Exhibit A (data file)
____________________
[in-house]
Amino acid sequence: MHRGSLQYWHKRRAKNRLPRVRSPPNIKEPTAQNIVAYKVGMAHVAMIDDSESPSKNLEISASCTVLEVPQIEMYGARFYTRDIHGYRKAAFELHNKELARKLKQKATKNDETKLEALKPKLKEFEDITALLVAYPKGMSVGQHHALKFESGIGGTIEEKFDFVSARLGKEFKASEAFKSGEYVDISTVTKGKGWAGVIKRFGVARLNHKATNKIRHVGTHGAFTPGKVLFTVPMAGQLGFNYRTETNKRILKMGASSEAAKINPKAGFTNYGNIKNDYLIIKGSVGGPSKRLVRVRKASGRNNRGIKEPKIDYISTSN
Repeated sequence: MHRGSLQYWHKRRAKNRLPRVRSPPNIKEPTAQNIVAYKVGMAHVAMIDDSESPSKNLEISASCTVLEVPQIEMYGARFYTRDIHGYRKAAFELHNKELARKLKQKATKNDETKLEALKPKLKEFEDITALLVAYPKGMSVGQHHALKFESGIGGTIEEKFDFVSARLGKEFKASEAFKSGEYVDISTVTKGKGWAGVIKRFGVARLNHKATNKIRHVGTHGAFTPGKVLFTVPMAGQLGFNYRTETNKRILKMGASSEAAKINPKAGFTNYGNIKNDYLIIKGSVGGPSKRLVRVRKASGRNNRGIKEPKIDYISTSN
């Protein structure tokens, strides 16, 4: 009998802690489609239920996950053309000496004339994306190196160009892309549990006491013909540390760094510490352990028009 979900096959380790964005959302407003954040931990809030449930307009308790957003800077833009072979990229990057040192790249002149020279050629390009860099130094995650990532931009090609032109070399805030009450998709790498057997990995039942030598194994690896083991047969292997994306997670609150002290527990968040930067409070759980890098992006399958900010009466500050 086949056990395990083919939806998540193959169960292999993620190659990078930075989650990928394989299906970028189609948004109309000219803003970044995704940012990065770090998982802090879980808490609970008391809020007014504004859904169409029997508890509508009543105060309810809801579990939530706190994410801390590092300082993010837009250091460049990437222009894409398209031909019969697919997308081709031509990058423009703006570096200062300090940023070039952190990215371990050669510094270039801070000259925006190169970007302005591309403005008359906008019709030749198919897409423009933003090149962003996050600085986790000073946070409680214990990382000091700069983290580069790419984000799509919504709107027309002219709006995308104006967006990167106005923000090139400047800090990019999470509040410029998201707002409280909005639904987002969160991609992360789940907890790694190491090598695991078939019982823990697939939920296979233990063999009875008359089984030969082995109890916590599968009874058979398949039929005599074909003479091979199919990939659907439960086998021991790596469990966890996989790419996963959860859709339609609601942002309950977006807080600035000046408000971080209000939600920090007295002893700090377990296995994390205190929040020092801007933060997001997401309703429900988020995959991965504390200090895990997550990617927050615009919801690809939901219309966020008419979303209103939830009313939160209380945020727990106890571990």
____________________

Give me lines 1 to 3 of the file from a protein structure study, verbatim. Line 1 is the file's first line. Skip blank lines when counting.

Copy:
[in-house]
Amino acid sequence: MHRGSLQYWHKRRAKNRLPRVRSPPNIKEPTAQNIVAYKVGMAHVAMIDDSESPSKNLEISASCTVLEVPQIEMYGARFYTRDIHGYRKAAFELHNKELARKLKQKATKNDETKLEALKPKLKEFEDITALLVAYPKGMSVGQHHALKFESGIGGTIEEKFDFVSARLGKEFKASEAFKSGEYVDISTVTKGKGWAGVIKRFGVARLNHKATNKIRHVGTHGAFTPGKVLFTVPMAGQLGFNYRTETNKRILKMGASSEAAKINPKAGFTNYGNIKNDYLIIKGSVGGPSKRLVRVRKASGRNNRGIKEPKIDYISTSN
Repeated sequence: MHRGSLQYWHKRRAKNRLPRVRSPPNIKEPTAQNIVAYKVGMAHVAMIDDSESPSKNLEISASCTVLEVPQIEMYGARFYTRDIHGYRKAAFELHNKELARKLKQKATKNDETKLEALKPKLKEFEDITALLVAYPKGMSVGQHHALKFESGIGGTIEEKFDFVSARLGKEFKASEAFKSGEYVDISTVTKGKGWAGVIKRFGVARLNHKATNKIRHVGTHGAFTPGKVLFTVPMAGQLGFNYRTETNKRILKMGASSEAAKINPKAGFTNYGNIKNDYLIIKGSVGGPSKRLVRVRKASGRNNRGIKEPKIDYISTSN